Now we look at the Morning Post, see what they say:
                        Following the same description of the man standing opposite....we read:
                        "He was looking up the court and seemed to be waiting for someone"

                        (This is where we add the question) "was there anyone else in the street?"

                        Here, the M.P. reply in the 3rd person:
                        "She also saw another man and woman coming along, the latter having her hat off, and being the worse for drink".

                        -----------------

                        We cannot be sure if any versions use her own words. They all appear to be paraphrase to varying degrees.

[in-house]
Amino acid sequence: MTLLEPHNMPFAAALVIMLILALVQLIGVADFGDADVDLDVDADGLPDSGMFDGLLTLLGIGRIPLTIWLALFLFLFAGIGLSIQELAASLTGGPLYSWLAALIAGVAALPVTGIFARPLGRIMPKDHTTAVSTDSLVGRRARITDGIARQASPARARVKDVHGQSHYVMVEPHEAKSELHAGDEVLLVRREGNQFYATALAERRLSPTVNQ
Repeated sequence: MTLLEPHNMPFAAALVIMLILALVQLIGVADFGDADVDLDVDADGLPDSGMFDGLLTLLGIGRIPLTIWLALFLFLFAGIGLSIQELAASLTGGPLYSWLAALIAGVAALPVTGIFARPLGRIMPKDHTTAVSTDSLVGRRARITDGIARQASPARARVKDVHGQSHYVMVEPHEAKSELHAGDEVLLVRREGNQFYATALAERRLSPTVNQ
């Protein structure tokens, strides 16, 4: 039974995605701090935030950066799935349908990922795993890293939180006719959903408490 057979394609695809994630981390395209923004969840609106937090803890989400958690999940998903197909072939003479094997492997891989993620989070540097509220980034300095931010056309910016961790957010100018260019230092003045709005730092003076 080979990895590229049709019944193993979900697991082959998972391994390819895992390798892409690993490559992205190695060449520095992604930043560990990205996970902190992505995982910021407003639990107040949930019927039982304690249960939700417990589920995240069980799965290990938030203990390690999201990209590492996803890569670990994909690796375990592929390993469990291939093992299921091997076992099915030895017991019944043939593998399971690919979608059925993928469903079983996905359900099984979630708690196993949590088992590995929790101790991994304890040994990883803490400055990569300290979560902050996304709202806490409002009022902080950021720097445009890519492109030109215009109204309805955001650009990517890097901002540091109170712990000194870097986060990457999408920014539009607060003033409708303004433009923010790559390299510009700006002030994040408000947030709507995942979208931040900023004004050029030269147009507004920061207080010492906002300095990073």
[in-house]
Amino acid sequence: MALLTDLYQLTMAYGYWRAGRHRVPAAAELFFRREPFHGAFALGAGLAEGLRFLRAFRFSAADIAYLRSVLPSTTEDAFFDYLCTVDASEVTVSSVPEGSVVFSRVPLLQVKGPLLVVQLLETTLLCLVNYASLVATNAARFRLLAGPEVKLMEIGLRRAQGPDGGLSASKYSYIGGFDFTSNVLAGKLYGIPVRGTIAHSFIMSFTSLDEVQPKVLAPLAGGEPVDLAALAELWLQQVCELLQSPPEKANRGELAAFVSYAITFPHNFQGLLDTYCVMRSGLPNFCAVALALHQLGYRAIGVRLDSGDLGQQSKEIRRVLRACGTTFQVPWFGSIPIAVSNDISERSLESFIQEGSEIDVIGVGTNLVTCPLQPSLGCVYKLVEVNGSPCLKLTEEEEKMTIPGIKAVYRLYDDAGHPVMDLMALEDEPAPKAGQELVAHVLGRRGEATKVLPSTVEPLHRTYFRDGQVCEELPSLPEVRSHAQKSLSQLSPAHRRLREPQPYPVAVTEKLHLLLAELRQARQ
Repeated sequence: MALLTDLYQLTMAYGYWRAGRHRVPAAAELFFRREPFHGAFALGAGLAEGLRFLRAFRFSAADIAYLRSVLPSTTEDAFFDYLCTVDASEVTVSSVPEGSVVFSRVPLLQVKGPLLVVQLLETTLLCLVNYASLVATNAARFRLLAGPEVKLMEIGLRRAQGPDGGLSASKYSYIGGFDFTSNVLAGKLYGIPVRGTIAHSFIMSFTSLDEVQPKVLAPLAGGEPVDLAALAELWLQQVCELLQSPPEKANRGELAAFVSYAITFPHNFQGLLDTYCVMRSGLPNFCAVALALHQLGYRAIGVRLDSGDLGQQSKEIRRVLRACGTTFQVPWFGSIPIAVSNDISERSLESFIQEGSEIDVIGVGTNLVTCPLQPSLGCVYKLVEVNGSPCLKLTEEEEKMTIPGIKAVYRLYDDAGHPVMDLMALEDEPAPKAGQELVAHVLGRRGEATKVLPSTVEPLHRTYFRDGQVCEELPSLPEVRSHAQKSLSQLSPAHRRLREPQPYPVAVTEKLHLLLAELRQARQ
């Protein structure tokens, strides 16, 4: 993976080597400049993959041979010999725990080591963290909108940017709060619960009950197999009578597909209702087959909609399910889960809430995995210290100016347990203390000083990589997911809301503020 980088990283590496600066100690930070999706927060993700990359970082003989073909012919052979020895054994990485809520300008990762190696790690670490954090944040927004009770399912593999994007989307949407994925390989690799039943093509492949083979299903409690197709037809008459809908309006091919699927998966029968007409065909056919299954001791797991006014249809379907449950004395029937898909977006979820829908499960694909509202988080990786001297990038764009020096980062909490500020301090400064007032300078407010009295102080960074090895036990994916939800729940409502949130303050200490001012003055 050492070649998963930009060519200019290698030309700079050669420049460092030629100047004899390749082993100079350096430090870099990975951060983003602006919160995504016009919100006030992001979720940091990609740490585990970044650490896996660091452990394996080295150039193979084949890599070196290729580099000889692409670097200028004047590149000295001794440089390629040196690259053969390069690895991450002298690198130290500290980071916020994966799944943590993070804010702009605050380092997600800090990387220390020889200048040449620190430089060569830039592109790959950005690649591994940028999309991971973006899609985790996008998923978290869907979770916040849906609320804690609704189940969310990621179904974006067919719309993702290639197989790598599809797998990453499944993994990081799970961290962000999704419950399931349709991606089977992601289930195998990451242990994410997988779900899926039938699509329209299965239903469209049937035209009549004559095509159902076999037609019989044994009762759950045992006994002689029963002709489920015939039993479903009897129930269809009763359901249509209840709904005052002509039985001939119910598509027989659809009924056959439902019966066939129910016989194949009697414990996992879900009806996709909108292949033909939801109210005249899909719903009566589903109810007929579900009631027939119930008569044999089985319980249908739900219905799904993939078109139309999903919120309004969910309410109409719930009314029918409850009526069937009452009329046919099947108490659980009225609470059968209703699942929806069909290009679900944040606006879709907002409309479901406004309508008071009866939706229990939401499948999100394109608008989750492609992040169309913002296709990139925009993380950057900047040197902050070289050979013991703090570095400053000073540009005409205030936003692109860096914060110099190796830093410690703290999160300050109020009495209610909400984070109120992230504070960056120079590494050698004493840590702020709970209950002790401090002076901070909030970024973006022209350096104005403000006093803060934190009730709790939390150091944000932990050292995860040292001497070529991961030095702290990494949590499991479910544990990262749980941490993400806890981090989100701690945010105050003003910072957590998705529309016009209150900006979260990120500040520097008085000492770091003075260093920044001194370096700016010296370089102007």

Also, there doesn't seem to be any reason to interpret the Daily Telegraph's "further on" as meaning beyond Hutchinson.
                        In fact Hutchinson's own words rule that out.
                        Simply "further on" is ahead of Lewis, on the same side of the street, which fits the context.
                        She is saying there was also another man (besides the loiterer) but this one was with a woman. And, they were between Lewis & Millers court, or at least visible by Lewis, whether walking or standing in the street.

                        Lewis mentioned the loiterer first (before the couple), because that was the question she was asked.
                        Not because the loiterer was nearer, and the couple further away.
                        "Further on" meant further on ahead of Lewis, but not beyond Millers Court because she tells us the couple then went up the court, not passed the court.